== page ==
The United States government has suspended its extradition treaty with Hong Kong over concerns about its controversial national security law, that it says is eroding the city's autonomy.
The US State Department said the security law had "crushed the freedoms of the people of Hong Kong".
In a statement issued on Wednesday, the US State Department announced Washington would be suspending or eliminating three treaties with the former British colony, including "the surrender of fugitive offenders, the transfer of sentenced persons, and reciprocal tax exemptions on income."
Last month President Donald Trump also ended Hong Kong's preferential trade and diplomatic status with the US.
The move was expected as the US imposed a raft of punitive measures in the wake of the new law.
The Hong Kong government later responded saying it "strongly objects to and deplores" the action by the US "which is widely seen as a move to create troubles in China-US relationship, using Hong Kong as a pawn".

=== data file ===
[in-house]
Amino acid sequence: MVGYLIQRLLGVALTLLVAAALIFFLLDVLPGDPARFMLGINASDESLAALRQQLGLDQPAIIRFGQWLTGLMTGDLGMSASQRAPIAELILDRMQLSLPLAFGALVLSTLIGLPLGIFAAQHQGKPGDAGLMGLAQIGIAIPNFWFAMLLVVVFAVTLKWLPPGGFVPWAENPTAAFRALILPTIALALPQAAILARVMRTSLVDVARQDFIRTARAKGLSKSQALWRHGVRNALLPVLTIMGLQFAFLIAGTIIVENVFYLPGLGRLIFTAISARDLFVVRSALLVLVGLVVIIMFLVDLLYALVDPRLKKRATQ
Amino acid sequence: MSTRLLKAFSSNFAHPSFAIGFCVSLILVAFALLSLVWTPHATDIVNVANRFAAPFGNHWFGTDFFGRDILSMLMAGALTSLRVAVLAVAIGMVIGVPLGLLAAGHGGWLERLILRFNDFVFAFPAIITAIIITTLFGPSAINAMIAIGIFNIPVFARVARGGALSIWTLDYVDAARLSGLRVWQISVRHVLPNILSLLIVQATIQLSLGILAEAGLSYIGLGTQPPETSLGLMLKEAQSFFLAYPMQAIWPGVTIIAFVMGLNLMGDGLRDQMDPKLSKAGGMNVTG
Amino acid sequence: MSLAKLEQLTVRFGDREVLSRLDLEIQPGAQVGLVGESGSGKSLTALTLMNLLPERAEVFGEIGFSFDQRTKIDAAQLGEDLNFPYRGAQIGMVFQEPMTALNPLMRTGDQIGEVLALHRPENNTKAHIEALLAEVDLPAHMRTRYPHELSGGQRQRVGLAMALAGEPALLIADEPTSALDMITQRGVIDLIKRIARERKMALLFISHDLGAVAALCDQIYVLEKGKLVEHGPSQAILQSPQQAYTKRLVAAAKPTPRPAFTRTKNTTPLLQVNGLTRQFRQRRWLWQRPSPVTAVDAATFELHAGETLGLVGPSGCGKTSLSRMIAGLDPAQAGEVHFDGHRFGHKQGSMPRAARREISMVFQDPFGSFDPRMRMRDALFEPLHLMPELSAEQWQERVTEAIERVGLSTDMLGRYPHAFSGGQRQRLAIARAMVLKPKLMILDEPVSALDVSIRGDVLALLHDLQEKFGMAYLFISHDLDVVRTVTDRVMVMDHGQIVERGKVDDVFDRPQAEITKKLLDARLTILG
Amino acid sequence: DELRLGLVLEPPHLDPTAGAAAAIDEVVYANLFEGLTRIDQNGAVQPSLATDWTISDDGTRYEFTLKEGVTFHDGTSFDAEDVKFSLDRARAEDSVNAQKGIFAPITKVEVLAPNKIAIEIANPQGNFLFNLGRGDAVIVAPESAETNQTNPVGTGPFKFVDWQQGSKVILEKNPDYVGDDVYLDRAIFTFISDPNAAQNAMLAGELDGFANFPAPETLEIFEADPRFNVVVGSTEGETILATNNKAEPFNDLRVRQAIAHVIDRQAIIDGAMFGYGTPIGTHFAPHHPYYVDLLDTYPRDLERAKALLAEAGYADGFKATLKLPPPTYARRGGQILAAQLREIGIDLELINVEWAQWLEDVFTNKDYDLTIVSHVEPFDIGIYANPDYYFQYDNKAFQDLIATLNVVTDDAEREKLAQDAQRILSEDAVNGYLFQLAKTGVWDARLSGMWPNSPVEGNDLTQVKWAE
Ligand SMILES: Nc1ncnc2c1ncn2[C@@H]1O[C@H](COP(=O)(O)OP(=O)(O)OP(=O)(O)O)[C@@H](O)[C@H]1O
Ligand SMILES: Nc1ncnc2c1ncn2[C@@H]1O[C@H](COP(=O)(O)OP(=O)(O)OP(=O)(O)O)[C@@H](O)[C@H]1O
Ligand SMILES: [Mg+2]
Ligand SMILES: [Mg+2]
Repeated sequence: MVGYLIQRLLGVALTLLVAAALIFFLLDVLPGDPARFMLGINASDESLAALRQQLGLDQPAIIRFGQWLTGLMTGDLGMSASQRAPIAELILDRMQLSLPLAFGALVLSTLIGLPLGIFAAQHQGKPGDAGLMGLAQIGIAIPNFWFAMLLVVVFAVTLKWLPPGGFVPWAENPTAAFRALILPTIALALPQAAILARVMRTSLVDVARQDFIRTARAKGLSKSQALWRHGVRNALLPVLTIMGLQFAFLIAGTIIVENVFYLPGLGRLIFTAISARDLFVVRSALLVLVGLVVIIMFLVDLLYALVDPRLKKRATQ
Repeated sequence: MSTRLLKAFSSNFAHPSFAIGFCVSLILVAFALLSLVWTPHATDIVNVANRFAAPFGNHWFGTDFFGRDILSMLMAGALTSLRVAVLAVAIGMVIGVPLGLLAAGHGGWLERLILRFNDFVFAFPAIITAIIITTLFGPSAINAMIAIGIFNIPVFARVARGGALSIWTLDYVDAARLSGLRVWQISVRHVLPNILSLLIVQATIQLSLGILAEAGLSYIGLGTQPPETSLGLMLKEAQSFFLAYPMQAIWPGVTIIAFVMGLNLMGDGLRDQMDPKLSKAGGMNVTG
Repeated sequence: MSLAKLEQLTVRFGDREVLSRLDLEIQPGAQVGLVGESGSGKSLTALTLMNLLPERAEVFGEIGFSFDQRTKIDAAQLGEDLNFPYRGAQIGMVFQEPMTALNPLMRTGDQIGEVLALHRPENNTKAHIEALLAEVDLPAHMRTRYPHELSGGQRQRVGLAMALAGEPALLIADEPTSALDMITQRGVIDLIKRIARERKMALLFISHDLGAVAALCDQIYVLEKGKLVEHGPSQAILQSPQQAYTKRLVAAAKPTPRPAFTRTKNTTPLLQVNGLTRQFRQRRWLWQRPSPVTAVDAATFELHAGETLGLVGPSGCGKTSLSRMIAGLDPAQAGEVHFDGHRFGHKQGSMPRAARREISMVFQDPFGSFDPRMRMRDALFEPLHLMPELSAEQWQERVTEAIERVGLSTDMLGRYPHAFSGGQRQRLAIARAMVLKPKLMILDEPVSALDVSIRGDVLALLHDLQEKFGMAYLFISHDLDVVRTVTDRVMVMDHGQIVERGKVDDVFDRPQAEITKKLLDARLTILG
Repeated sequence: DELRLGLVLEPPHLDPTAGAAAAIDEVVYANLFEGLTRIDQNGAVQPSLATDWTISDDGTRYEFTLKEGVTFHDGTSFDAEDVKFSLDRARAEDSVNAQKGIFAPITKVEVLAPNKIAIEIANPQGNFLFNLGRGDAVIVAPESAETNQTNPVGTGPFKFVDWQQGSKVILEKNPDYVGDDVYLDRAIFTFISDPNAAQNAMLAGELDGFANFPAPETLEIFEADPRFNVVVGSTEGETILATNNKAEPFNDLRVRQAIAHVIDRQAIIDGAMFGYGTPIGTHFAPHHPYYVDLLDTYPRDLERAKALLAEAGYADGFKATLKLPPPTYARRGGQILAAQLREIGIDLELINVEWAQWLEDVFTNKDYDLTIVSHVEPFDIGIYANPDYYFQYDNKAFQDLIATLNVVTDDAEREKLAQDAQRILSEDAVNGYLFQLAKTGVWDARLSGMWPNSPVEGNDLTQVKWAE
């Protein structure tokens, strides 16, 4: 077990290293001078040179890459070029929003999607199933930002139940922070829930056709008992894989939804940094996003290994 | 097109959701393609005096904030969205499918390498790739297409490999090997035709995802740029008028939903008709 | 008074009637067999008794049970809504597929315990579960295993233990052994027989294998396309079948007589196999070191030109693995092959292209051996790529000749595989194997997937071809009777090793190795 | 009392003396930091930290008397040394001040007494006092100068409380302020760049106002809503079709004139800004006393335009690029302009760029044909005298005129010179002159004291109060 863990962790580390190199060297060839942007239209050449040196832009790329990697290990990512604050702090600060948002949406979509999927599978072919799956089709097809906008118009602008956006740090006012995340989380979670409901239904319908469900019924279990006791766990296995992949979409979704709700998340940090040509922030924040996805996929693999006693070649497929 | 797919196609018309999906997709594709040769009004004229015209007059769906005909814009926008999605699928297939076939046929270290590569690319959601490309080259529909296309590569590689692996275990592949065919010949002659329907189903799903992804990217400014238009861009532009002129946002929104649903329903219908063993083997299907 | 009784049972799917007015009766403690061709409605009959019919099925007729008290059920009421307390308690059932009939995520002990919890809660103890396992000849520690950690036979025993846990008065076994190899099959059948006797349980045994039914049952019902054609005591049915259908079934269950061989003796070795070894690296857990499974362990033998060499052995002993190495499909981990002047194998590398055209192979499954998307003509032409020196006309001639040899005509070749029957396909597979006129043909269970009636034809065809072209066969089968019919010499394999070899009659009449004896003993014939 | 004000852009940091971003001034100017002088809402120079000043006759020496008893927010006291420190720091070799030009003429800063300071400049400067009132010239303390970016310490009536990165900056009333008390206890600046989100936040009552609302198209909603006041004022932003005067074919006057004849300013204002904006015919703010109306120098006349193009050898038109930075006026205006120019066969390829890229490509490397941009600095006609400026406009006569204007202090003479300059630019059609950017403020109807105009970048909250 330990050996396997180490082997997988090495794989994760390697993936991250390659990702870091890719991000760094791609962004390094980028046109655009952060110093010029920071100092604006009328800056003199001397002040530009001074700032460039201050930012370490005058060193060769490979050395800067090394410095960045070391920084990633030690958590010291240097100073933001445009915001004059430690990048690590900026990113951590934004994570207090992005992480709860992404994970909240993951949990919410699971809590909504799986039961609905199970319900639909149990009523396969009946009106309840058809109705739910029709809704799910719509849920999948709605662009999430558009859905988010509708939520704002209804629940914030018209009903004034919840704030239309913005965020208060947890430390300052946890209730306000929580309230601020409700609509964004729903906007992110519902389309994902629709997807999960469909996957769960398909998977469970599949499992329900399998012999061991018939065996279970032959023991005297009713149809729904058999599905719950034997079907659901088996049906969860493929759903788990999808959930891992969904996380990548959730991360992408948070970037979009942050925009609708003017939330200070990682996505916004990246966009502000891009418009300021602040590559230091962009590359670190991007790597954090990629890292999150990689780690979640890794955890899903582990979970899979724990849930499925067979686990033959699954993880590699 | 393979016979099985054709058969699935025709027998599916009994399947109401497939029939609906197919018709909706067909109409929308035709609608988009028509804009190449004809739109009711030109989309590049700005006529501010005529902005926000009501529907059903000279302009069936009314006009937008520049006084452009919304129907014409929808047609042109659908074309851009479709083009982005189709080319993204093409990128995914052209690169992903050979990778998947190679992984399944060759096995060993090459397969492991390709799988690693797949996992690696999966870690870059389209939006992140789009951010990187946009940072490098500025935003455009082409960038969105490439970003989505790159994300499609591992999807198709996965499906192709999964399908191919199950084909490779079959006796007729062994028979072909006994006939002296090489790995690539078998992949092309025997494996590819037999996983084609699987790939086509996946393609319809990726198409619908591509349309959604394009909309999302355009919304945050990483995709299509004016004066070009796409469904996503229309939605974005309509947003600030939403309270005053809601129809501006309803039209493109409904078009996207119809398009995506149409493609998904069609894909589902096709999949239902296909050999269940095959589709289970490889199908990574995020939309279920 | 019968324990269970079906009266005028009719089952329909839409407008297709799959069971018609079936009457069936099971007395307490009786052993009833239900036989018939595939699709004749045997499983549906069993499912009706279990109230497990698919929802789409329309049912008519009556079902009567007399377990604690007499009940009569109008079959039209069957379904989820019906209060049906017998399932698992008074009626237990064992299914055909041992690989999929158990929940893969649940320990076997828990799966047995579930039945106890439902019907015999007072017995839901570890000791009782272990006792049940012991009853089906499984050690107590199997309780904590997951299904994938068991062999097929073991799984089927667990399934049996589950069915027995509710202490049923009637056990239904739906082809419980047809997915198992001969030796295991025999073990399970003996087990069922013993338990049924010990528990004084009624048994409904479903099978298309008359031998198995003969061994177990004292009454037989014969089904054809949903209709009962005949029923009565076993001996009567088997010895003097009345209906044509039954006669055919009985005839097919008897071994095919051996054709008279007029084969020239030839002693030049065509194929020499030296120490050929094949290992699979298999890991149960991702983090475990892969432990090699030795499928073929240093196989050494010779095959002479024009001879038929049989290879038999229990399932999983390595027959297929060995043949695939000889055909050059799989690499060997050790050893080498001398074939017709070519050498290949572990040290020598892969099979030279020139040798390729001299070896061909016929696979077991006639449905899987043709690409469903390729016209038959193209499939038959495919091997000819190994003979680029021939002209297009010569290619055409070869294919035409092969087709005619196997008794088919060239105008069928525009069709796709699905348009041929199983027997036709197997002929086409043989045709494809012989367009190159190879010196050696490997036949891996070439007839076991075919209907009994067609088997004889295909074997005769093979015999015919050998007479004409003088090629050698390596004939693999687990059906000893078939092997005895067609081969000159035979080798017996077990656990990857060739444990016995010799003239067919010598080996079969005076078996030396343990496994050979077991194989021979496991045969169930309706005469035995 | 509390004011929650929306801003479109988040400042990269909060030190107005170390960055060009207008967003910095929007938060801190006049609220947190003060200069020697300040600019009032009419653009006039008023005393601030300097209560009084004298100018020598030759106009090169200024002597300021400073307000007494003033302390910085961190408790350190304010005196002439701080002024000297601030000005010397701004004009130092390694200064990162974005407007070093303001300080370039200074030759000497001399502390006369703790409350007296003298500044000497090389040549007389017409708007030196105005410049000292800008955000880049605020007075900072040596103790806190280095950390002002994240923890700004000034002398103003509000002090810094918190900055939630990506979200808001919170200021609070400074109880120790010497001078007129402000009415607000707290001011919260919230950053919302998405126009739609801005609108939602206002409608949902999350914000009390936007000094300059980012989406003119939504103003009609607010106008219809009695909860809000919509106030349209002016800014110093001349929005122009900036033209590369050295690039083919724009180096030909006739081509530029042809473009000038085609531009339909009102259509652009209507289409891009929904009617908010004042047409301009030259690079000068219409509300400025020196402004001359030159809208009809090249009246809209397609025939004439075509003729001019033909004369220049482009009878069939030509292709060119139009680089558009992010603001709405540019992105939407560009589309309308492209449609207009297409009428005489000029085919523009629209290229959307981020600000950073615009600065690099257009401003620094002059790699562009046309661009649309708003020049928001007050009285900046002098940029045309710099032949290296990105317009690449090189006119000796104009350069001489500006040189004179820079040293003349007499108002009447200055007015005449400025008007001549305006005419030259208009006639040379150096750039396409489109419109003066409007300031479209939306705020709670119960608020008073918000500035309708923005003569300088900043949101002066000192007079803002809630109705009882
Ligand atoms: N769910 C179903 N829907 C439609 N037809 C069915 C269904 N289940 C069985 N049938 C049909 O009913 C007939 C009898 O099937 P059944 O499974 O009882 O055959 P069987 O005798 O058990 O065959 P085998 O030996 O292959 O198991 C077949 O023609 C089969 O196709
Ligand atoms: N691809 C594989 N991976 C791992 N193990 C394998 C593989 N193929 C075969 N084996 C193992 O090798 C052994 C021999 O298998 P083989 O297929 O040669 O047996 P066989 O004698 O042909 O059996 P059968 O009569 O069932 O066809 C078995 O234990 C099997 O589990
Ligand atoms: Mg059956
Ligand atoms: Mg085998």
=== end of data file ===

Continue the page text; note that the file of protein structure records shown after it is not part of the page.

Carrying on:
Since its handover from Britain to China in 1997, Hong Kong has enjoyed a special trade and security status with the United States, predicated on the financial hub's high degree of autonomy from Beijing.
In late June, following months of widespread pro-democracy protests and calls for greater autonomy within the city, the Chinese government imposed a strict new national security law on Hong Kong, criminalising secession, subversion, terrorism and foreign interference.
The US sees the security law as a threat to the freedoms Hong Kong was guaranteed under the handover agreement.
Critics, including the US government, contend that the new law has a had major chilling effect on the city's civil liberties and deeply undermines freedom of speech and freedom of the press.
The US is the latest country to suspend its extradition treaty with Hong Kong following the passage of the new security law. Canada, Australia, France, Germany and the United Kingdom have all put their extradition agreements with the city on hold since the law was passed.